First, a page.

In a study reported in The Lancet Oncology, Hisham Mehanna, FRCS, and colleagues found that concordance and discordance of p16 immunohistochemistry and human papillomavirus (HPV) DNA/RNA testing were associated with different outcomes among patients with squamous cell oropharyngeal carcinoma.
Hisham Mehanna, FRCS
The study involved individual patient data from 13 eligible studies in 13 cohorts of patients from the United Kingdom, Canada, Denmark, Sweden, France, Germany, the Netherlands, Switzerland, and Spain.
Among 7,654 patients included in the analysis, 3,560 were p16-negative/HPV-negative; 289 were p16-negative/HPV-positive; 415 were p16-positive/HPV-negative; and 3,390 were p16-positive/HPV-positive.
The proportions of p16-positive patients who were HPV-negative differed significantly by geographic region, with the highest discordant rates observed in areas with the lowest HPV-attributable fractions (proportions of patients with oropharyngeal cancer caused by HPV; r = –0.744, P = .0035).
The proportion of patients with p16-positive/HPV-negative cancer was highest in subsites outside the tonsil and base of tongue (29.7% vs 9.0%, P < .0001).
Overall survival at 5 years and adjusted hazard ratios vs p16-positive/HPV-positive cases were:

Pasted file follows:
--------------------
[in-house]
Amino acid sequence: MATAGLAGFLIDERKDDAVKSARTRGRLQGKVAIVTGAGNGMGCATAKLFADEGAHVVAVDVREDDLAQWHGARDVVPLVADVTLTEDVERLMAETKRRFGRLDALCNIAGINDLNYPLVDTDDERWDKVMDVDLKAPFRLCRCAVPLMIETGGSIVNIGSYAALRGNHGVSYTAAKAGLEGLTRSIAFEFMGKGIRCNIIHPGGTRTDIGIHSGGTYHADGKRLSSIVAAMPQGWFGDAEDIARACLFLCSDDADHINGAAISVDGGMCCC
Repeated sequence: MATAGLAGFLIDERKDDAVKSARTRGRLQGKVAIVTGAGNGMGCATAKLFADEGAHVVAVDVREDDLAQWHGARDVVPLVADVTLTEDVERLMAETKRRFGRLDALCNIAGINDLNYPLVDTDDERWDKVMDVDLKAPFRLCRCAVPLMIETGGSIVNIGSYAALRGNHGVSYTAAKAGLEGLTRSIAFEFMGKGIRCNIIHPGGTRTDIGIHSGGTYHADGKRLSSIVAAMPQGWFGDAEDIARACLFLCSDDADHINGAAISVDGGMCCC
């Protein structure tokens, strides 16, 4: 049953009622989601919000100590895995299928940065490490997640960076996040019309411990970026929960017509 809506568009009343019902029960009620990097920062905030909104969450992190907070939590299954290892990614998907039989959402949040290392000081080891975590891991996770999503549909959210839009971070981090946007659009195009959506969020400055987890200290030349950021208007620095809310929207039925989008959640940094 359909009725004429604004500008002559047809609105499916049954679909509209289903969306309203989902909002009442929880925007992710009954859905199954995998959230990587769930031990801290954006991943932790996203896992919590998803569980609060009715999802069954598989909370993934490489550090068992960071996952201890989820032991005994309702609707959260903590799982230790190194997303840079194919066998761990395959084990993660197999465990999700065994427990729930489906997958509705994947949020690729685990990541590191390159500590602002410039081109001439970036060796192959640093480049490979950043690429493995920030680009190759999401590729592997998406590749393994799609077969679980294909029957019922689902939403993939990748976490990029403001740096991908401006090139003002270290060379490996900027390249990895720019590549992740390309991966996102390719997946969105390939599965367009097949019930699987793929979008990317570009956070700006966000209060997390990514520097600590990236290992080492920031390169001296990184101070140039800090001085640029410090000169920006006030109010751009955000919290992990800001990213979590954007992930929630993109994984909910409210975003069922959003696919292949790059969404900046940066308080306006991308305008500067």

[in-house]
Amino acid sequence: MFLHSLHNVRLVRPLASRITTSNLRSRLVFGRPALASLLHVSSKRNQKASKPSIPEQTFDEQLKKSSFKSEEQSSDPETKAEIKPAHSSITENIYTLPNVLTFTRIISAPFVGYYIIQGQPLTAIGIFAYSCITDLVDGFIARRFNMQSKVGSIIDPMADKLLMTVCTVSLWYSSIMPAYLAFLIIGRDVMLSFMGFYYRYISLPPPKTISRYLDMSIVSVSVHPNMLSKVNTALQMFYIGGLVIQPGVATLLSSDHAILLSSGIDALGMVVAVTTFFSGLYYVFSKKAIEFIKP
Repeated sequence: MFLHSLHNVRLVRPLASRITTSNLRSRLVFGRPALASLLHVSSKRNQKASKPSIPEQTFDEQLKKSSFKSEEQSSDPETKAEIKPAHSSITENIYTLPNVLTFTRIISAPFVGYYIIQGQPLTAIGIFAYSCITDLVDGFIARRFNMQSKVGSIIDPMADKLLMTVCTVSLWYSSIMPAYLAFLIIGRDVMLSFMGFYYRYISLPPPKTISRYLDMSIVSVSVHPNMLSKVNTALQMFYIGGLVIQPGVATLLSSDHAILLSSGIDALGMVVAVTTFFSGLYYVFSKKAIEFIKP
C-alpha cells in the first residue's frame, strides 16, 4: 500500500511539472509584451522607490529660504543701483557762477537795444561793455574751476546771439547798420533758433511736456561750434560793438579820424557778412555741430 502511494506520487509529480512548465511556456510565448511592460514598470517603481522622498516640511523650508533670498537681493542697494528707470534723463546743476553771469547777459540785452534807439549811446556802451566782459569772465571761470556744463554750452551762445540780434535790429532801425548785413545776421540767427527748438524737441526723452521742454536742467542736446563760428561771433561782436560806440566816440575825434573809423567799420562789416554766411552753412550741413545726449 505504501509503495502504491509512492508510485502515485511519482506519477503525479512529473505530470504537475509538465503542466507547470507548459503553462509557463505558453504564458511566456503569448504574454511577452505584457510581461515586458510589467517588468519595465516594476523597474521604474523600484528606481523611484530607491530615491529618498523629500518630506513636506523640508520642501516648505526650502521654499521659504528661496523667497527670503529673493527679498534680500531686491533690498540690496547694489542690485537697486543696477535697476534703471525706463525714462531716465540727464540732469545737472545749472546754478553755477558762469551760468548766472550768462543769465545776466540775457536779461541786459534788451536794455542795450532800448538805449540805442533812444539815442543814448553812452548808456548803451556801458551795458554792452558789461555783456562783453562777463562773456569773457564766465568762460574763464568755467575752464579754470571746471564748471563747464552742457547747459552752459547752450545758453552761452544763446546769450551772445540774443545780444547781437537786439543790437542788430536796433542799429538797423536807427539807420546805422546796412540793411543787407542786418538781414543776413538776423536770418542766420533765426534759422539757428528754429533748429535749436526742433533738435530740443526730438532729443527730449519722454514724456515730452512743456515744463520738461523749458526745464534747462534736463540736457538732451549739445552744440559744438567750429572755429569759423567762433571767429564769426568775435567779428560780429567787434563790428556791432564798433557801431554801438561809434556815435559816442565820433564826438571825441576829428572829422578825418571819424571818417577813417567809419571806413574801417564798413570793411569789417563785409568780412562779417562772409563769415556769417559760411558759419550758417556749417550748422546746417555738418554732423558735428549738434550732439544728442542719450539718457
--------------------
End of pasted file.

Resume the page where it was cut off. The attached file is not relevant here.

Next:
Disease-free survival at 5 years and adjusted hazard ratios vs p16-positive/HPV-positive cases were:
Prognostic findings were similar across all European subregions.
The investigators concluded, “Patients with discordant oropharyngeal cancer (p16-negative/HPV-positive or p16-positive/HPV-negative) had a significantly worse prognosis than patients with p16-positive/HPV-positive oropharyngeal cancer, and a significantly better prognosis than patients with p16-negative/HPV-negative oropharyngeal cancer. Along with routine p16 immunohistochemistry, HPV testing should be mandated for clinical trials for all patients (or at least following a positive p16 test) and is recommended where HPV status might influence patient care, especially in areas with low HPV-attributable fractions.”
Dr. Mehanna, of the Institute for Head and Neck Studies and Education, University of Birmingham, UK, is the corresponding author for The Lancet Oncology article.
Disclosure: The study was funded by the European Regional Development Fund, Generalitat de Catalunya, National Institute for Health Research (NIHR) UK, Cancer Research UK, Medical Research Council UK, and The Swedish Cancer Foundation and Stockholm Cancer Society. For full disclosures of the study authors, visit thelancet.com.The content in this post has not been reviewed by the American Society of Clinical Oncology, Inc. (ASCO®) and does not necessarily reflect the ideas and opinions of ASCO®.